The results of the study support a 30-year old model of planetary growth called “heterogeneous accretion,” which proposes that the Earth’s building blocks changed in composition as the planet accreted. Carlson adds that it would have taken just a small amount of volatile-rich material similar to primitive meteorites added during the late stages of Earth’s accretion to account for all the volatiles, including water, on the Earth today.

Carnegie Institution of Washington


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On average, there are as many prime numbers for which the sum of decimal digits is even as prime numbers for which it is odd. This hypothesis, first made in 1968, has recently been proven by researchers from the Institut de Mathématiques de Luminy (CNRS/Université de la Méditerranée).

A prime number is an integer greater than or equal to 2 that has exactly two distinct natural number divisors, 1 and itself. For example, 2, 3, 5, 7, 11,..., 1789, etc. are prime numbers, whereas 9, divisible by 3, is not a prime number.

Numerous arithmetical problems concern prime numbers and most of them still remain unresolved, sometimes even after several centuries. For example, it has been known since Euclid that the sequence of prime numbers is infinite, but it is still not known if an infinity of prime numbers p exists such that p+2 is also a prime number (problem of twin prime numbers). In the same way, it is not known if there exists an infinity of prime numbers, the decimal representation of which does not use the digit 7.

Two researchers from the Institut de Mathématiques de Luminy (CNRS/Université de la Méditerranée) have recently made an important breakthrough regarding a conjecture formulated in 1968 by the Russian mathematician Alexandre Gelfond concerning the sum of digits of prime numbers. In particular, they have demonstrated that, on average, there are as many prime numbers for which the sum of decimal digits is even as prime numbers for which it is odd.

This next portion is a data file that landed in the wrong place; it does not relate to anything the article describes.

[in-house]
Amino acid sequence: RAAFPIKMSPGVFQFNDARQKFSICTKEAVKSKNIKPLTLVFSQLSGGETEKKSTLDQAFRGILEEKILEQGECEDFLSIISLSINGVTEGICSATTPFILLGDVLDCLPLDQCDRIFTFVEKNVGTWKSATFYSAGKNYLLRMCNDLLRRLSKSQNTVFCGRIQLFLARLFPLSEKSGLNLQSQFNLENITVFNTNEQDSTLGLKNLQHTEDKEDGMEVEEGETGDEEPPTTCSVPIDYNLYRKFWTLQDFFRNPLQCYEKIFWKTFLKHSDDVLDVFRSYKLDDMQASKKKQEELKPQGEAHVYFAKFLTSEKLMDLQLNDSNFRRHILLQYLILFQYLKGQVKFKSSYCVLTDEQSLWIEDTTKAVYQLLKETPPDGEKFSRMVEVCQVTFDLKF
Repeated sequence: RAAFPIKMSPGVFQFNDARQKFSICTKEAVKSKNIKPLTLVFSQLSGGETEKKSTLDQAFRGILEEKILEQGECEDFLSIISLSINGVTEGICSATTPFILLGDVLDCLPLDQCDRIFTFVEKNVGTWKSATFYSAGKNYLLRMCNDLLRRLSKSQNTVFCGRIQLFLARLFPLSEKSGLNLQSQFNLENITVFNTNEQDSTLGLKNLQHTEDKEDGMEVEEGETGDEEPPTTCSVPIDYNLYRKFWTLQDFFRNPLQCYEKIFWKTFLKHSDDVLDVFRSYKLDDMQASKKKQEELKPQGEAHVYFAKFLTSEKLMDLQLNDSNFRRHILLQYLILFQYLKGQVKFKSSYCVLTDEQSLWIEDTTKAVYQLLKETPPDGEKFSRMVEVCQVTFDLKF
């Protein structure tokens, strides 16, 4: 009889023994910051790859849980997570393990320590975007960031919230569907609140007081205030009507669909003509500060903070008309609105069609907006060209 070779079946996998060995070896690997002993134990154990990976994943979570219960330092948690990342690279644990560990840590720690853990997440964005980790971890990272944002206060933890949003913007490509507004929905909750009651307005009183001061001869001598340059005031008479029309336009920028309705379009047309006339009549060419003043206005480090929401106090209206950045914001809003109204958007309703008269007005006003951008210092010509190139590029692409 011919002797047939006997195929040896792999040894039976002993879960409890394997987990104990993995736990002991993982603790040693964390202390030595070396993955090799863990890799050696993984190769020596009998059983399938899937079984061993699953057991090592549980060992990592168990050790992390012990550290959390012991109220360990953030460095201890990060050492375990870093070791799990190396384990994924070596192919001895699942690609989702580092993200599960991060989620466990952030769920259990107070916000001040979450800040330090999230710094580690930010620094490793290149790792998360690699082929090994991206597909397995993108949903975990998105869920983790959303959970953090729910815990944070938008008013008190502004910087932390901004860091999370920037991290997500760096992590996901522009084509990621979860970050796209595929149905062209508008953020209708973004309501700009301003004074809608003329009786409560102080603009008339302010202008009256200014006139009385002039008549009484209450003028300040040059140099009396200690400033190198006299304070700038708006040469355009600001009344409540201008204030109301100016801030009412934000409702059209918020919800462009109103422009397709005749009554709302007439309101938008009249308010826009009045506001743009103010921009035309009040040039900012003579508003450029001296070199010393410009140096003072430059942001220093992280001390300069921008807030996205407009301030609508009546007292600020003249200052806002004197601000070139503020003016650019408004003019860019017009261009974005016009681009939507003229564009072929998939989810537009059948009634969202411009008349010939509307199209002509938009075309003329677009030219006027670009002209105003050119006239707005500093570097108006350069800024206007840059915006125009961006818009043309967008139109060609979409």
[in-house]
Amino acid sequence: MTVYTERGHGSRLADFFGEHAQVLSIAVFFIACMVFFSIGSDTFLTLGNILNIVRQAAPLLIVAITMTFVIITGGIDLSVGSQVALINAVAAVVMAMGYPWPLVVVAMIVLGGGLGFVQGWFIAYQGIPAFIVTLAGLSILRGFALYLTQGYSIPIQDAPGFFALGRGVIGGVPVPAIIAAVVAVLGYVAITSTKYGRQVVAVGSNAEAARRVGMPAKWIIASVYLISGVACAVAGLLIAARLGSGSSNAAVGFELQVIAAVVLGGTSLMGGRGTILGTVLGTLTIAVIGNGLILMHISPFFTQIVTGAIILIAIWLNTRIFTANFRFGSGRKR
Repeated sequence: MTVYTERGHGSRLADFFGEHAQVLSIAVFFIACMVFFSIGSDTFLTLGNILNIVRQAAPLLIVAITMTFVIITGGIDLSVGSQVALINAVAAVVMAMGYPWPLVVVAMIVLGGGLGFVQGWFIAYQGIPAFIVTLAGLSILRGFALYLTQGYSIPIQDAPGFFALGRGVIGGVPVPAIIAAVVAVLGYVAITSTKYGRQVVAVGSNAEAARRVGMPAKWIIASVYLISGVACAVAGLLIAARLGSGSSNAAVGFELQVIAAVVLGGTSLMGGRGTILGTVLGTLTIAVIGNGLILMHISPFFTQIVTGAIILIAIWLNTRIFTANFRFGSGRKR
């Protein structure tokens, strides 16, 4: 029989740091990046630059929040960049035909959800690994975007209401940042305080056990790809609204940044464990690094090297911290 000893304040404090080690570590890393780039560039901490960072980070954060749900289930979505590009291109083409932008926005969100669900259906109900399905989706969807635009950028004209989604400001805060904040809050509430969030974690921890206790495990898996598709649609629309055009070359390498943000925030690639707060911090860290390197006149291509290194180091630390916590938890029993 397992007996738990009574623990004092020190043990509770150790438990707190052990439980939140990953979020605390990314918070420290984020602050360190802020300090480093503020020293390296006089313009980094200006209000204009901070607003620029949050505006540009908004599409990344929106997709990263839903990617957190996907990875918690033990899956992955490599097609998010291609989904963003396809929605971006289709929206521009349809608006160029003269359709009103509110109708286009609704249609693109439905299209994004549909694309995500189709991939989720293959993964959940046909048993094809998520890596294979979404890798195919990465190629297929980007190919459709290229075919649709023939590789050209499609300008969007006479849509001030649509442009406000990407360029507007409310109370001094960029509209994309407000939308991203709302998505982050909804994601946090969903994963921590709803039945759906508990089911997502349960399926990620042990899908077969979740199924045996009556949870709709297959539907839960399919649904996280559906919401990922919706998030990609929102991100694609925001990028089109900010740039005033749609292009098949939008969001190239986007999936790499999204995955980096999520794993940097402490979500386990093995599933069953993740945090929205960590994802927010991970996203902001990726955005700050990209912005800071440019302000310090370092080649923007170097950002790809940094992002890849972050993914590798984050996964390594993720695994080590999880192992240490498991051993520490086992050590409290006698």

The methods employed to arrive at this result, derived from combinatorial mathematics, the analytical theory of numbers and harmonic analysis, are highly groundbreaking and should pave the way to the resolution of other difficult questions concerning the representation of certain sequences of integers.

Quite apart from their theoretical interest, these questions are directly linked to the construction of sequences of pseudo-random numbers and have important applications in digital simulation and cryptography.

Centre National de la Recherche Scientifique


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Protestants who are reminded of their religion do more good deeds and trust that other people will do so, as well. But when Catholics are reminded of their religion, they do less public service and are less trusting that others will do so.

These are among the findings of a new Cornell study that explored the connections between religious affiliation and economic behavior.

Previous work on the effect of religion was based on correlations. For example, "People find [that] a sample of Protestants is more hard working than Catholics, and they want to conclude from that that it's some sort of effect from Protestantism," said Daniel Benjamin, assistant professor of economics and co-author of the study, which is published as a National Bureau of Economic Research working paper.